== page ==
One morning in 2013, Jorge Plasencia, MD was listening to NPR on his way to work. Two words mentioned on air caught his attention—“choosing wisely.”
When Dr. Plasencia arrived at his office, a quick Google search took him to ChoosingWisely.org where he perused the Specialty Society Lists of Five Things Physicians and Patients Should Question as well as the patient-friendly brochures created by Consumer Reports.
“I thought, ‘this is something I need to be doing in my office,’” said Dr. Plasencia, who has run a solo family practice for eight years in Saginaw, Michigan.
Not long after that, he was having conversations about commonly overused tests and procedures with patients particularly around antibiotic overuse and CT scans for lower-back pain. Dr. Plasencia shared the Consumer Reports brochures with patients, encouraged them to review the materials and asked them to provide feedback on what they read. He often conducted follow-up conversations after the visit.
“Many patients use a patient portal, so I can communicate with them and send them a link to the Choosing Wisely® site,” he added.
Reactions varied by patient, Dr. Plasencia said. If one person came in with an expectation about a specific procedure, he or she might be disappointed to learn it is not recommended.
“That would be an option,” Dr. Plasencia recalled telling these patients. “But we want the best option in care. The discussion usually moved toward what might not be appropriate.”
He also reassured patients by pointing out the logo of the corresponding specialty society that accompanied the Choosing Wisely information, giving the materials added credibility.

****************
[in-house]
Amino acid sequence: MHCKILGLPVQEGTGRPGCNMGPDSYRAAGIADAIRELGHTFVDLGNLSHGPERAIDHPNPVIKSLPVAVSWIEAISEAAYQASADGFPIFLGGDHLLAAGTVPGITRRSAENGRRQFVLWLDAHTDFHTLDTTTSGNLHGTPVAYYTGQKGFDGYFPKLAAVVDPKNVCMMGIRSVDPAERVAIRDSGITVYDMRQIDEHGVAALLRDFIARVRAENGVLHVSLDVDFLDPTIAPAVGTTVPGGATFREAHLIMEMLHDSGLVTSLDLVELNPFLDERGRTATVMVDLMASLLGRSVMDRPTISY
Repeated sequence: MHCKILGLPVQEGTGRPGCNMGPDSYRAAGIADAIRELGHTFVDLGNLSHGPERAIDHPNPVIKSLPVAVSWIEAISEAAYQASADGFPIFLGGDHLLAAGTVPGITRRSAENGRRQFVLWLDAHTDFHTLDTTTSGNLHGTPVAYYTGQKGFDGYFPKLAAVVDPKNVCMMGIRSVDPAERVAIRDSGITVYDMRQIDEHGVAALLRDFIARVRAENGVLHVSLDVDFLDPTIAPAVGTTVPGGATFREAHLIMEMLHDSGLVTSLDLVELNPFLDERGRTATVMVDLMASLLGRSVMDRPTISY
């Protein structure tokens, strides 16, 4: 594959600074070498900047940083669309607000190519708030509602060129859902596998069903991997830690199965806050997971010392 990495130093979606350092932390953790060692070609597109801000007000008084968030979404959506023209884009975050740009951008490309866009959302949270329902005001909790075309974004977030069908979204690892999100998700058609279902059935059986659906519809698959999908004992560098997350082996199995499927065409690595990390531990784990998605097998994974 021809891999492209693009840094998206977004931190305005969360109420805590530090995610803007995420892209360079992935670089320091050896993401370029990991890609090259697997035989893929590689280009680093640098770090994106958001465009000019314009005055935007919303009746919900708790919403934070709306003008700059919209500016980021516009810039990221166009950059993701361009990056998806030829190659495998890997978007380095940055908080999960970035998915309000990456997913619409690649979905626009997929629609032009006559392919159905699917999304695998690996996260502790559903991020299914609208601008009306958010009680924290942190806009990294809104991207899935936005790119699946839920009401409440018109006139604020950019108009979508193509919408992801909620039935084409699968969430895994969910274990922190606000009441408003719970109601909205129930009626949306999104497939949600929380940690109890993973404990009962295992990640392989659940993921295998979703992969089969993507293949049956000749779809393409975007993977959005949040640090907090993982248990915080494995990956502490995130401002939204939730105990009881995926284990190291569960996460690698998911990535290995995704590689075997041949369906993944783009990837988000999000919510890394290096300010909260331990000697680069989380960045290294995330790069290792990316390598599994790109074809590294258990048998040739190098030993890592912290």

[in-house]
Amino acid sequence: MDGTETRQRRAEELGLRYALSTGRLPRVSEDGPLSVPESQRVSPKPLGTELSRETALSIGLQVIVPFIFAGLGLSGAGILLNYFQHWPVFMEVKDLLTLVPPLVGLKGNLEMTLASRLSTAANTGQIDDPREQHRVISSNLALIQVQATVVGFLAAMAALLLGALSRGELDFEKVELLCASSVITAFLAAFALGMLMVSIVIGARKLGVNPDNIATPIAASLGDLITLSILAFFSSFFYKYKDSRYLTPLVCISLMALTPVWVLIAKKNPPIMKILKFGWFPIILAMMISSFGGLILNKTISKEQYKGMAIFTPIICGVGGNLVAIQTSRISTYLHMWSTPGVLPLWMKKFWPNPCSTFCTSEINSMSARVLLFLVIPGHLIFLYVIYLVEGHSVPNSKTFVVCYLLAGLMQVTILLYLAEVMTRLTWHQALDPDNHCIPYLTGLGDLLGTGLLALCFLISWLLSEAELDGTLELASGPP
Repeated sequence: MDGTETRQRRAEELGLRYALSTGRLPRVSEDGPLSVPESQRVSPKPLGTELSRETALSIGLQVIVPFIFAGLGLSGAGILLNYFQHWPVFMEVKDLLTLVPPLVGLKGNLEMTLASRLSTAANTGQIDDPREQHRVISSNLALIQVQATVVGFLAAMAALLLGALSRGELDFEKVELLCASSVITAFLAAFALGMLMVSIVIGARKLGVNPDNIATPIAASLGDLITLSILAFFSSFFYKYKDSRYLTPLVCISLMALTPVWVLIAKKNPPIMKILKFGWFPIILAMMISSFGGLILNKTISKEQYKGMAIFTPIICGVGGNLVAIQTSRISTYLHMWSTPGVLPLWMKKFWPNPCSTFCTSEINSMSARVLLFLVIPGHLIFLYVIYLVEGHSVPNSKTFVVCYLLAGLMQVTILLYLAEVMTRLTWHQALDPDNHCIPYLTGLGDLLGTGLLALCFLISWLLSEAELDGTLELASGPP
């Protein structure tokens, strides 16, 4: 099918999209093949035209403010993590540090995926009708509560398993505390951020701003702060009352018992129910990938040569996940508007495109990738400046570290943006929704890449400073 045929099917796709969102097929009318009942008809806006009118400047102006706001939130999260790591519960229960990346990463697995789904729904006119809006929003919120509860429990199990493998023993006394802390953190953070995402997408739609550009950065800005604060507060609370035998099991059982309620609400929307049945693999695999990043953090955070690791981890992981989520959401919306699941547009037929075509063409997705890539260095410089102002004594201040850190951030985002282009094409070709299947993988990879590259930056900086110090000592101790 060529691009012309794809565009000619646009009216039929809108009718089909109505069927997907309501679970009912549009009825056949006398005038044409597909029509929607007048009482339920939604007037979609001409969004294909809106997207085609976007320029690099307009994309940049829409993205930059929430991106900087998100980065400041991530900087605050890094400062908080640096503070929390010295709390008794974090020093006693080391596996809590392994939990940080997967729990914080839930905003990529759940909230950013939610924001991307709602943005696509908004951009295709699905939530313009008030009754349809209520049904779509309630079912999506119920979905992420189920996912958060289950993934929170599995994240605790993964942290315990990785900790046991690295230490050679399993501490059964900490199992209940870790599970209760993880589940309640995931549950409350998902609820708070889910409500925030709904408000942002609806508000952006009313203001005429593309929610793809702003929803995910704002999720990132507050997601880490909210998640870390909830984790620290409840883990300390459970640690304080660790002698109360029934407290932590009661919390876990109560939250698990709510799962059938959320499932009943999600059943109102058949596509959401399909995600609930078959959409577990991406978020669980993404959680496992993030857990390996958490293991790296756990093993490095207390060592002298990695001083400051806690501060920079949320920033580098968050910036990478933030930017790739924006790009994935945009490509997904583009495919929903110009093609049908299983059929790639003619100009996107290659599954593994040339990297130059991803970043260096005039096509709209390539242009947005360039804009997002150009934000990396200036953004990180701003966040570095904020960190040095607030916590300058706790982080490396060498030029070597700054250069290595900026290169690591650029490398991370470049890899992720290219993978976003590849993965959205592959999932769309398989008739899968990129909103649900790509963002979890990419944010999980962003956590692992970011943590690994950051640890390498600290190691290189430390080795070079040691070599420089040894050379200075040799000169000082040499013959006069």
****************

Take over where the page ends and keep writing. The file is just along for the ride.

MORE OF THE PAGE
“Specialists have concurred that this is the process we should be doing,” he said. “Over the years, physicians might not have been doing things that were completely evidence-based. Little by little, patients start to understand that this is not about keeping them from having the treatment. It’s about what’s best for them. That really resonates.”
Dr. Plasencia didn’t limit his Choosing Wisely conversations to patients. He discussed the initiative with his staff and with medical students doing clinical rotations in his office. He worked with the students to bring residents up-to-date with Choosing Wisely recommendations around common issues in family practice, including antibiotics, thyroid disease and acid reflux.
“Students picked a topic that they are really interested in and we put together a presentation around Choosing Wisely and shared it with residents,” Dr. Plasencia said. He even worked on a presentation with his daughter, who just finished medical school.
In addition to starting conversations about overuse, Dr. Plasencia took time to listen to concerns from fellow doctors. Many wonder how they can incorporate Choosing Wisely discussions into already too-short office visits. Dr. Plasencia said that simply sharing a link saves time.
During a recent presentation he gave to fellow doctors on patient portals and patient communications, he mentioned how he uses those methods to distribute Choosing Wisely materials. Dr. Plasencia is also looking to share links to the campaign with doctors and health care professionals through a regional physician-hospital organization’s newsletter.
“My hope is to spread the word about Choosing Wisely with a click of a button,” he said. “I want to use it every opportunity I can.”